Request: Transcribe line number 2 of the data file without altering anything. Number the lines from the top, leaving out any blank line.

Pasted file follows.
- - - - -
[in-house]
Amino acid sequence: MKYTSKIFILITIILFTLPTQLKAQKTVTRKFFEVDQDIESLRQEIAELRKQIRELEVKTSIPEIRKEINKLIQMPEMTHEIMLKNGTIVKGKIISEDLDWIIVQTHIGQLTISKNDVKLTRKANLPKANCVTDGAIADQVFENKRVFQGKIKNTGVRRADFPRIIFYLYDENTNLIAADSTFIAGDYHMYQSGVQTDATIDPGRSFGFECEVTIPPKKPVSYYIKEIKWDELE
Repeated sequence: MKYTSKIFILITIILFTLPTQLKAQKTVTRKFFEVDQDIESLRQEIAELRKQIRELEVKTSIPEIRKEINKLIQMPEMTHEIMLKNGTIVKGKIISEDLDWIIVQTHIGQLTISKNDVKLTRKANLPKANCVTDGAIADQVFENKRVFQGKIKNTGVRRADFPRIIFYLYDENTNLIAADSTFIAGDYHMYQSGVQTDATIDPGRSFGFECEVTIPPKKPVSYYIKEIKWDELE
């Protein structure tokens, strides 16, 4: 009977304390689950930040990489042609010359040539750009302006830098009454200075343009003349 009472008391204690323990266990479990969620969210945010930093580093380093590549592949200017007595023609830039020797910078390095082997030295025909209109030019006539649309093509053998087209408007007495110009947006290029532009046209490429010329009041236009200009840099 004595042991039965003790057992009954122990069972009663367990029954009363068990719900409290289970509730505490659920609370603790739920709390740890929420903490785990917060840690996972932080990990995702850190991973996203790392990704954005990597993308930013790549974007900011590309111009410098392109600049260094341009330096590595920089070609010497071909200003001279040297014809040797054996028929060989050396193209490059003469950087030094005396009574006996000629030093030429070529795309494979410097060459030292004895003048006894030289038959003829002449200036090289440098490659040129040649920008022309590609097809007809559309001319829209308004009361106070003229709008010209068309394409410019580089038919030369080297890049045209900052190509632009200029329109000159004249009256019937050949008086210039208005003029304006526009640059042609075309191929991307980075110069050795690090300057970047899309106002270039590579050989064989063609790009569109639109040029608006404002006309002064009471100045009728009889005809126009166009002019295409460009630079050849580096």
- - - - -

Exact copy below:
Amino acid sequence: MKYTSKIFILITIILFTLPTQLKAQKTVTRKFFEVDQDIESLRQEIAELRKQIRELEVKTSIPEIRKEINKLIQMPEMTHEIMLKNGTIVKGKIISEDLDWIIVQTHIGQLTISKNDVKLTRKANLPKANCVTDGAIADQVFENKRVFQGKIKNTGVRRADFPRIIFYLYDENTNLIAADSTFIAGDYHMYQSGVQTDATIDPGRSFGFECEVTIPPKKPVSYYIKEIKWDELE